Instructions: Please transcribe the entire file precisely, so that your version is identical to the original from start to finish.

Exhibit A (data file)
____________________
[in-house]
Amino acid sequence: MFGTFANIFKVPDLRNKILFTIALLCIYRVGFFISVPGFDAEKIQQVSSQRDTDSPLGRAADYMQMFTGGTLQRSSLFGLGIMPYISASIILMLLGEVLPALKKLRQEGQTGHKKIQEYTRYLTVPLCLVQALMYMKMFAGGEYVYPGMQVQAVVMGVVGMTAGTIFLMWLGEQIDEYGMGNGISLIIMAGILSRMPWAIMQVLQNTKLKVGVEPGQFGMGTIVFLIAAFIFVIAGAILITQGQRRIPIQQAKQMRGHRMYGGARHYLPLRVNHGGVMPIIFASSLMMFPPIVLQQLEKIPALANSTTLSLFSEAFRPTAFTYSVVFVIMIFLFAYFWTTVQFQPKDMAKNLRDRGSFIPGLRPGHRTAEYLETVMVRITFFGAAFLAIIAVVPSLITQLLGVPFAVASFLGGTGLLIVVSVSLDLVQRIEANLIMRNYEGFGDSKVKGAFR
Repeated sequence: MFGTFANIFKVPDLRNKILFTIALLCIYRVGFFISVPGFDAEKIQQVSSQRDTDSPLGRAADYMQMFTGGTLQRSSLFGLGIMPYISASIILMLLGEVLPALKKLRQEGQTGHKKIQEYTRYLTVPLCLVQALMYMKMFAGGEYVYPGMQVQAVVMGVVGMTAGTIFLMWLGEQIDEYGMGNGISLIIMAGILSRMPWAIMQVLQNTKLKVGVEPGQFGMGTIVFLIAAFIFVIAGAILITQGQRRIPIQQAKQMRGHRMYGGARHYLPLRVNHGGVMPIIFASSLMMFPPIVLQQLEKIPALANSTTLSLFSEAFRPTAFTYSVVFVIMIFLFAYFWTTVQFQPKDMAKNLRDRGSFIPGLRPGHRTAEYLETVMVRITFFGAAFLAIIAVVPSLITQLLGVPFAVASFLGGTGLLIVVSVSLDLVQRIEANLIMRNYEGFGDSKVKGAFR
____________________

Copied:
[in-house]
Amino acid sequence: MFGTFANIFKVPDLRNKILFTIALLCIYRVGFFISVPGFDAEKIQQVSSQRDTDSPLGRAADYMQMFTGGTLQRSSLFGLGIMPYISASIILMLLGEVLPALKKLRQEGQTGHKKIQEYTRYLTVPLCLVQALMYMKMFAGGEYVYPGMQVQAVVMGVVGMTAGTIFLMWLGEQIDEYGMGNGISLIIMAGILSRMPWAIMQVLQNTKLKVGVEPGQFGMGTIVFLIAAFIFVIAGAILITQGQRRIPIQQAKQMRGHRMYGGARHYLPLRVNHGGVMPIIFASSLMMFPPIVLQQLEKIPALANSTTLSLFSEAFRPTAFTYSVVFVIMIFLFAYFWTTVQFQPKDMAKNLRDRGSFIPGLRPGHRTAEYLETVMVRITFFGAAFLAIIAVVPSLITQLLGVPFAVASFLGGTGLLIVVSVSLDLVQRIEANLIMRNYEGFGDSKVKGAFR
Repeated sequence: MFGTFANIFKVPDLRNKILFTIALLCIYRVGFFISVPGFDAEKIQQVSSQRDTDSPLGRAADYMQMFTGGTLQRSSLFGLGIMPYISASIILMLLGEVLPALKKLRQEGQTGHKKIQEYTRYLTVPLCLVQALMYMKMFAGGEYVYPGMQVQAVVMGVVGMTAGTIFLMWLGEQIDEYGMGNGISLIIMAGILSRMPWAIMQVLQNTKLKVGVEPGQFGMGTIVFLIAAFIFVIAGAILITQGQRRIPIQQAKQMRGHRMYGGARHYLPLRVNHGGVMPIIFASSLMMFPPIVLQQLEKIPALANSTTLSLFSEAFRPTAFTYSVVFVIMIFLFAYFWTTVQFQPKDMAKNLRDRGSFIPGLRPGHRTAEYLETVMVRITFFGAAFLAIIAVVPSLITQLLGVPFAVASFLGGTGLLIVVSVSLDLVQRIEANLIMRNYEGFGDSKVKGAFR